juice of 1 lime
1 avocado diced
1/2 onion diced
1 tomato sliced (I used a brigth red, wrinkly heirloom)
1 handful of parsley and cilantro each, chopped
1/2 chili, diced small
Just combine and add salt and pepper to taste with a dash of olive oil. Let the vegetables combine and the flavors will mix really well with each other in just a few minutes.
3 ears of corn, corn kernels removed
1 bunch of cilantro
1 cup flour
1/2 onion, diced
1 tsp baking powder
sea salt and pepper
Combine the ingredients and blend until combined, but leave a little texture of the vegetables. Heat oil in a non-stick pan and use about 2 tbsps per fritter. Brown both sides lightly and serve.
Ryan said the fritters reminded of him of latkes because of how they were cooked. The edges get a little crispy but the inside is pillowy soft. These are savory but the corn adds a hint of sweetness. The chickpeas and roasted vegetables get super crunchy and, besides adding protein, they give a great texture contrast to the salsa. We rarely eat leftovers but the batter makes more than enough for the three of us and had this meal two days in a row. The salsa and batter stay very well overnight in the fridge. These were also a lot easier to make than pea pancakes because there were no vegetables to blanch, just mix and fry!
Avinash's verbal development has been a bit slow to say the least. He has always done so well with his milestones, but is behind most other babies we know when it comes to language.
He has a great understanding of language, and can follow simple commands in hindi, english and spanish. We are usually just telling him to hand us something, sit down, give us kisses or hugs, point out his facial features or limbs (he started to say eye when he pointed to his eye, but cannot name any other features), tickle us or to go to sleep. He pretty much always says no no to that last one. Most of his vocabulary so far has consisted of very basic words, like mama, dada, this/that, hi/bye, no no, etc. He also has a really cute 'whoa' that he says when he feels he came close to falling. It used to happen quite a bit, but he can catch himself pretty well now. I think the whoa helps him too.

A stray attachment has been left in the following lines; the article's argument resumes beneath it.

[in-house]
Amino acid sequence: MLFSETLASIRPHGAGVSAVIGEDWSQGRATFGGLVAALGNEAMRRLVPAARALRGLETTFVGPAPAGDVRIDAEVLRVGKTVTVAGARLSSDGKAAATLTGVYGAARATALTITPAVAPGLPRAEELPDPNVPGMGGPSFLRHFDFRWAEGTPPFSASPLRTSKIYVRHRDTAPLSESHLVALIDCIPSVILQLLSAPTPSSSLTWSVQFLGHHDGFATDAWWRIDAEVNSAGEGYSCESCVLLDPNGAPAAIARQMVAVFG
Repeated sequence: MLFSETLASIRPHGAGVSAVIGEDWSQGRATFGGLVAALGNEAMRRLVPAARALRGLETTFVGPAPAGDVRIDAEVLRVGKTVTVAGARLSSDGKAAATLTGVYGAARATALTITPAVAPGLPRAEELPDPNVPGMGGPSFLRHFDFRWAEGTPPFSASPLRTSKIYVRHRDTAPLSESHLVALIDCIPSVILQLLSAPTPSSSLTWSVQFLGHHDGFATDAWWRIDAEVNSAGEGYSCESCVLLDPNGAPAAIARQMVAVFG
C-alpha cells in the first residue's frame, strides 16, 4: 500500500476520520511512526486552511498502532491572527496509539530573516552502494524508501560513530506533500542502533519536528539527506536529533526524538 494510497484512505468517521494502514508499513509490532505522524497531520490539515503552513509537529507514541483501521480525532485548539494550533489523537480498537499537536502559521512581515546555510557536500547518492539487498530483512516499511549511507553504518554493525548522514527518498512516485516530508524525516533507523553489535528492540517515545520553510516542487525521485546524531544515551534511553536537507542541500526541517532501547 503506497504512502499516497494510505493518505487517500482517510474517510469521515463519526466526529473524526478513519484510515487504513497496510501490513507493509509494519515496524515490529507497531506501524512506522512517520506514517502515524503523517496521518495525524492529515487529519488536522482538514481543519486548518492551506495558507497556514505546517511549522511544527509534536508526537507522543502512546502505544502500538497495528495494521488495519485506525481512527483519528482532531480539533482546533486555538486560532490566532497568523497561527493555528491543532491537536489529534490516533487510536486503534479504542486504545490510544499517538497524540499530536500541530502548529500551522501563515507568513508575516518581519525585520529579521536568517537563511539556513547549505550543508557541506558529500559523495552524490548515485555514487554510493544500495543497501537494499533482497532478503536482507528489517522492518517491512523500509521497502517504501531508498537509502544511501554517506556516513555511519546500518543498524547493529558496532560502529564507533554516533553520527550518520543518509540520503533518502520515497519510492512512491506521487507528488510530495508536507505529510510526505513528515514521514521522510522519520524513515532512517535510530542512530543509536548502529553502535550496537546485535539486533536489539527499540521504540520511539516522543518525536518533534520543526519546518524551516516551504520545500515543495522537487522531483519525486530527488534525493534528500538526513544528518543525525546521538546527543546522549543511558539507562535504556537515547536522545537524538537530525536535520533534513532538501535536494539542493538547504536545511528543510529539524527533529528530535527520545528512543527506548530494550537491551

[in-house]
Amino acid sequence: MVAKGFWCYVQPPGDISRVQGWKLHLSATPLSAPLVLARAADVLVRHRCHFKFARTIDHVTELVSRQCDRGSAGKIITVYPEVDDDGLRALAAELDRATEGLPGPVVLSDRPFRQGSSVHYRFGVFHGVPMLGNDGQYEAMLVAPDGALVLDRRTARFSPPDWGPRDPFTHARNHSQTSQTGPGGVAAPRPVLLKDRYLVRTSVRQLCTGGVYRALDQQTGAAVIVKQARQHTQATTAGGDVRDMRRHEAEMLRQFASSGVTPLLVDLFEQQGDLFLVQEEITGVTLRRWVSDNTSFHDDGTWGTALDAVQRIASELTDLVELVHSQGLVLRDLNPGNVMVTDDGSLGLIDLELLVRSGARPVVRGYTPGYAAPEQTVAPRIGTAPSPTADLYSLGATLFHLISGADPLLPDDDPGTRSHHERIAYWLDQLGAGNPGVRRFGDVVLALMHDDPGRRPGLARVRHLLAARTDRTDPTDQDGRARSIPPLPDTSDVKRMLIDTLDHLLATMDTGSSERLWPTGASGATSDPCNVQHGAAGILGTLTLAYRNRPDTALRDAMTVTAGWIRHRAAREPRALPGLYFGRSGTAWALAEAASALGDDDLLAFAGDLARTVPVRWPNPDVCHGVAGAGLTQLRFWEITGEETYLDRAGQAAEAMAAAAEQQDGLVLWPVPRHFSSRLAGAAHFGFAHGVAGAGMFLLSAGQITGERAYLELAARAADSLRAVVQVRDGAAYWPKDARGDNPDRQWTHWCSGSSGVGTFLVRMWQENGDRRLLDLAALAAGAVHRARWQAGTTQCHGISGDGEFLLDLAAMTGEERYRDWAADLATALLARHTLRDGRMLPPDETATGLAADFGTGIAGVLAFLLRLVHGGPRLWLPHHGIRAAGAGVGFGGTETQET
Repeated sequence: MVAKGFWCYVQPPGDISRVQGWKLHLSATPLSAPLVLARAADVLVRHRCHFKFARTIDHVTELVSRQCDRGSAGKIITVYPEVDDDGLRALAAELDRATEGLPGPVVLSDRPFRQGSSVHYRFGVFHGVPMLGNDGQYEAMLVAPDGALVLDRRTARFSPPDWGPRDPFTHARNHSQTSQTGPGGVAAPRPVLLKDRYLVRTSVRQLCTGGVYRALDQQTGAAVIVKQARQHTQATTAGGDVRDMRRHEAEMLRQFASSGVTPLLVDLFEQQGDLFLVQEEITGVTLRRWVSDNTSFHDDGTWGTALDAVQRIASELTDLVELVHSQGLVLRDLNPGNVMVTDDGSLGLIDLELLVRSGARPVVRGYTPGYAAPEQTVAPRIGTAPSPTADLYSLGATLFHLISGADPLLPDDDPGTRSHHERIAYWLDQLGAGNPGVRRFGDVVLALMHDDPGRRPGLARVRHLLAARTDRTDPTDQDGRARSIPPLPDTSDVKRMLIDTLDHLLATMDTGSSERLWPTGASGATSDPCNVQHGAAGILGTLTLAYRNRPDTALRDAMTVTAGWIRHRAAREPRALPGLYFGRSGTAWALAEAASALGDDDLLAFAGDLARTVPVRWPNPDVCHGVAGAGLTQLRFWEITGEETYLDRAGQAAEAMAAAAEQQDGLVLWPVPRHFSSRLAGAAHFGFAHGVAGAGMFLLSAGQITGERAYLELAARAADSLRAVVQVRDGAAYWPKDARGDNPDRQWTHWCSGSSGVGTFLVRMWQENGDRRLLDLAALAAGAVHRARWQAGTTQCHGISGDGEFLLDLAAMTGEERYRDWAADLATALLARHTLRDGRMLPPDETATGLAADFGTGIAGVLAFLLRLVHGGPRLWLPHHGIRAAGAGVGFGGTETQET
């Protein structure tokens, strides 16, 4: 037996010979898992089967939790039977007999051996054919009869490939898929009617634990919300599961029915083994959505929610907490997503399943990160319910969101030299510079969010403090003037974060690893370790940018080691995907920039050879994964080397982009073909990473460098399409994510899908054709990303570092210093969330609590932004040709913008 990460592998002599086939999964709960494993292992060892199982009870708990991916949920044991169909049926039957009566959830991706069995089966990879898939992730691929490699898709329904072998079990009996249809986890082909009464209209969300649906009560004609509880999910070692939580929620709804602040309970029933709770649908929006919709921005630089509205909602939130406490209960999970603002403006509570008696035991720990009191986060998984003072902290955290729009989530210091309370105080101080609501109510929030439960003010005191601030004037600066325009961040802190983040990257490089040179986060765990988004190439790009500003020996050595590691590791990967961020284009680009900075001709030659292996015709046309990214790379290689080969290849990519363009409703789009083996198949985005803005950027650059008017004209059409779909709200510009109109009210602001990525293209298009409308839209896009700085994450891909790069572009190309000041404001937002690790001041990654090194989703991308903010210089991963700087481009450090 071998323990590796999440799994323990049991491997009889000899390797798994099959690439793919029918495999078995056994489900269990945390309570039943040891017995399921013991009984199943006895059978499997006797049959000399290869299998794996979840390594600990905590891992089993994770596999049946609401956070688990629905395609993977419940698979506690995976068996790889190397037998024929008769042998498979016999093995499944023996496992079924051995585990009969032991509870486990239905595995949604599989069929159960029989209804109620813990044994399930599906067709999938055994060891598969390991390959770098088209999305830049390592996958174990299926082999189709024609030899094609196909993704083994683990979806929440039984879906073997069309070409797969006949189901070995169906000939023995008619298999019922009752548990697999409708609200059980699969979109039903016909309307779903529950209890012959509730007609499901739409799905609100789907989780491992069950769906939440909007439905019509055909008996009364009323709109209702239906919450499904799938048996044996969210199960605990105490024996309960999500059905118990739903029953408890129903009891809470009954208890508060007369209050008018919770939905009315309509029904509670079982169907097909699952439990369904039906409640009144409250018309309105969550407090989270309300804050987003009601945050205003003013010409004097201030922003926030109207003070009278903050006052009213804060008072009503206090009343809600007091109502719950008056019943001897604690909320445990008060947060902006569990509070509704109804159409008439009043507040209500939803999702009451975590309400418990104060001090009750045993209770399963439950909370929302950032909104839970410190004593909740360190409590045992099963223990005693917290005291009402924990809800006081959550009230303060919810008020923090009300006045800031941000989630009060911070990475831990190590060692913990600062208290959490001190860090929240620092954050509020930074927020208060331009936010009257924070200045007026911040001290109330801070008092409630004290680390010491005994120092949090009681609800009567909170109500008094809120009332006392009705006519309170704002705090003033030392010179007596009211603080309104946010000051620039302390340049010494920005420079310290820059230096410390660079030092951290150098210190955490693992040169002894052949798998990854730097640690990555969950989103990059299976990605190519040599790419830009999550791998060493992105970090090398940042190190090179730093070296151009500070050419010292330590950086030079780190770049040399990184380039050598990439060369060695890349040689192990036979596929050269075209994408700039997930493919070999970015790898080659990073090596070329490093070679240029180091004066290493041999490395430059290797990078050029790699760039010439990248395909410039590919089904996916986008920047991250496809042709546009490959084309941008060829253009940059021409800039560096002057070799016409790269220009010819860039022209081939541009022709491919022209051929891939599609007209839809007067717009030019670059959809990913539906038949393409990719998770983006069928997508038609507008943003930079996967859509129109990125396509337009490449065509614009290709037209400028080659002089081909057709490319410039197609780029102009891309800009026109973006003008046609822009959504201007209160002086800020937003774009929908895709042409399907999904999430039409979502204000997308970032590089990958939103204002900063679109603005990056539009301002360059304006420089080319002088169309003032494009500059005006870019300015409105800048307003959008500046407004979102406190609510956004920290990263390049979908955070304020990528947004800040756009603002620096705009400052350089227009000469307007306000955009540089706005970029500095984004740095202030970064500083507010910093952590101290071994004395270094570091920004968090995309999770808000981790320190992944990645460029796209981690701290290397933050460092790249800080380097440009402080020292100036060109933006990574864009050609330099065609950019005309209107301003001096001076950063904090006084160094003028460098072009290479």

His favorite book by far is Moo, Baa, La La La by Sandra Boynton. She was also one of my favorite authors when I was growing up. My mom used to read her books to us every night and me and Anuj would just crack up every time we read Chloe and Maude. I have bought almost every other Sandra Boynton book for Avinash now, but I still can't find Chloe and Maude! I don't know why she doesn't do a reprint of this book.
Avinash has this whole book memorized and always does the animal noises. I need to make a video of him reading this now while is voice is so high and cute.
Still, Avinash could not say the words for many objects. He finally started to say wa-wa, which I think is a cross between water and agua. He also started to say ball. This usually refers to balloons not actual balls and started after he spent a few evenings at the car dealership playing with all of the balloons there.
Hopefully he will continue to make more progress.